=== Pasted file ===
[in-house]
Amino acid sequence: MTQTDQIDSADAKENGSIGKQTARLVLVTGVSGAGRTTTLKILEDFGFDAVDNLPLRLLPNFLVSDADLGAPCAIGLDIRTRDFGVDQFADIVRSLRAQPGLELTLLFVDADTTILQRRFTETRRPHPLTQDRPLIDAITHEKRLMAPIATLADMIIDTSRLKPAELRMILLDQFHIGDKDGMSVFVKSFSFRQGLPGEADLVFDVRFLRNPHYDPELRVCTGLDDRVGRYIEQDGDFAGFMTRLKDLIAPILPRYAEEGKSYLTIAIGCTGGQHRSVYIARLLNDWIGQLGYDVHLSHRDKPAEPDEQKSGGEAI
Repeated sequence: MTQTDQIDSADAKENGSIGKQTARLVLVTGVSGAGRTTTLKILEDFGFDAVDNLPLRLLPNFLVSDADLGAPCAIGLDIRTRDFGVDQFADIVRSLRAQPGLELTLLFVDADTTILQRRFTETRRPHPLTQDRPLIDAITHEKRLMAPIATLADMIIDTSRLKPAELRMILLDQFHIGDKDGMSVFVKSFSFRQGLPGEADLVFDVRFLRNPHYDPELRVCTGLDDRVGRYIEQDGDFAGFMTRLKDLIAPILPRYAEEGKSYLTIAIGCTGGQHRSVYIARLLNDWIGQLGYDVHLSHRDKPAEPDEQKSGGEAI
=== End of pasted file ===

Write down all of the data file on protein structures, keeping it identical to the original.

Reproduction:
[in-house]
Amino acid sequence: MTQTDQIDSADAKENGSIGKQTARLVLVTGVSGAGRTTTLKILEDFGFDAVDNLPLRLLPNFLVSDADLGAPCAIGLDIRTRDFGVDQFADIVRSLRAQPGLELTLLFVDADTTILQRRFTETRRPHPLTQDRPLIDAITHEKRLMAPIATLADMIIDTSRLKPAELRMILLDQFHIGDKDGMSVFVKSFSFRQGLPGEADLVFDVRFLRNPHYDPELRVCTGLDDRVGRYIEQDGDFAGFMTRLKDLIAPILPRYAEEGKSYLTIAIGCTGGQHRSVYIARLLNDWIGQLGYDVHLSHRDKPAEPDEQKSGGEAI
Repeated sequence: MTQTDQIDSADAKENGSIGKQTARLVLVTGVSGAGRTTTLKILEDFGFDAVDNLPLRLLPNFLVSDADLGAPCAIGLDIRTRDFGVDQFADIVRSLRAQPGLELTLLFVDADTTILQRRFTETRRPHPLTQDRPLIDAITHEKRLMAPIATLADMIIDTSRLKPAELRMILLDQFHIGDKDGMSVFVKSFSFRQGLPGEADLVFDVRFLRNPHYDPELRVCTGLDDRVGRYIEQDGDFAGFMTRLKDLIAPILPRYAEEGKSYLTIAIGCTGGQHRSVYIARLLNDWIGQLGYDVHLSHRDKPAEPDEQKSGGEAI